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  • March 28, 2016 at 1:26 pm

    @ 1234, Aspergers & NPD are not the same thing! I echo Holly’s sentiment in saying getting the correct diagnosis is the first step.

    I was raised by a narcissistic parent, and we are no contact because she is cruel and incapable of feeling empathy.

    My child has autism. My child clearly displays the emotion of empathy, sometimes almost to an extreme. My child misses social cues, and can come across as rude, but not cruel.

    Please be kind to yourself 1234.

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  • March 28, 2016 at 9:11 pm

    They will never change. What is sad is for the wife (me), it has become a predictably comfortable zone. Until recently, when my kids and grandkids told me to get the hell away from him. I looked at a picture of myself just 6 months ago, when I spent a lot of time away from home doing other things. I actually looked healthy and happy. Now it has caught back up with me, and it is wearing me down piece by piece. I feel and look 10 years older. But it is predictable, and I can handle that. Only I can’t. The only way to get away is to plan in advance and go somewhere he won’t be able to contact me. Which is in the planning stage now. Wish me luck.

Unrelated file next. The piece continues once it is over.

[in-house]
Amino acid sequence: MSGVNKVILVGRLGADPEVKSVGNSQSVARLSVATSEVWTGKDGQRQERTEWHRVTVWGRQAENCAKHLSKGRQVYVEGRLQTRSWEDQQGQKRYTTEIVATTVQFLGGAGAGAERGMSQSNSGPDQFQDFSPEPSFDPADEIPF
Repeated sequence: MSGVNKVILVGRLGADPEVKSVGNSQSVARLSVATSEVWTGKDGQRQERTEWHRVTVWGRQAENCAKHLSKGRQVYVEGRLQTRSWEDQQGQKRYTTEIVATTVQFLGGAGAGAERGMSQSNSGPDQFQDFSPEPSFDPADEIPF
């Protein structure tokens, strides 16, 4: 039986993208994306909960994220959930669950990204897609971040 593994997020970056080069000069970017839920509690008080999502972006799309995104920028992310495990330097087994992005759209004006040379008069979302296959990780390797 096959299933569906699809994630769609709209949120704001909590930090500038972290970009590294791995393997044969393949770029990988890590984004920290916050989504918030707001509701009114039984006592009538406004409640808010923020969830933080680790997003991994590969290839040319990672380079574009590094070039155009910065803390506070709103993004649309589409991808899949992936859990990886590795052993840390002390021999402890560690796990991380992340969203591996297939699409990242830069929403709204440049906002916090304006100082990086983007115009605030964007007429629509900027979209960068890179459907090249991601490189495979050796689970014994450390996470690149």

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    • March 28, 2016 at 11:03 pm

      I wish you luck, but more than that, I wish you strength and resolve.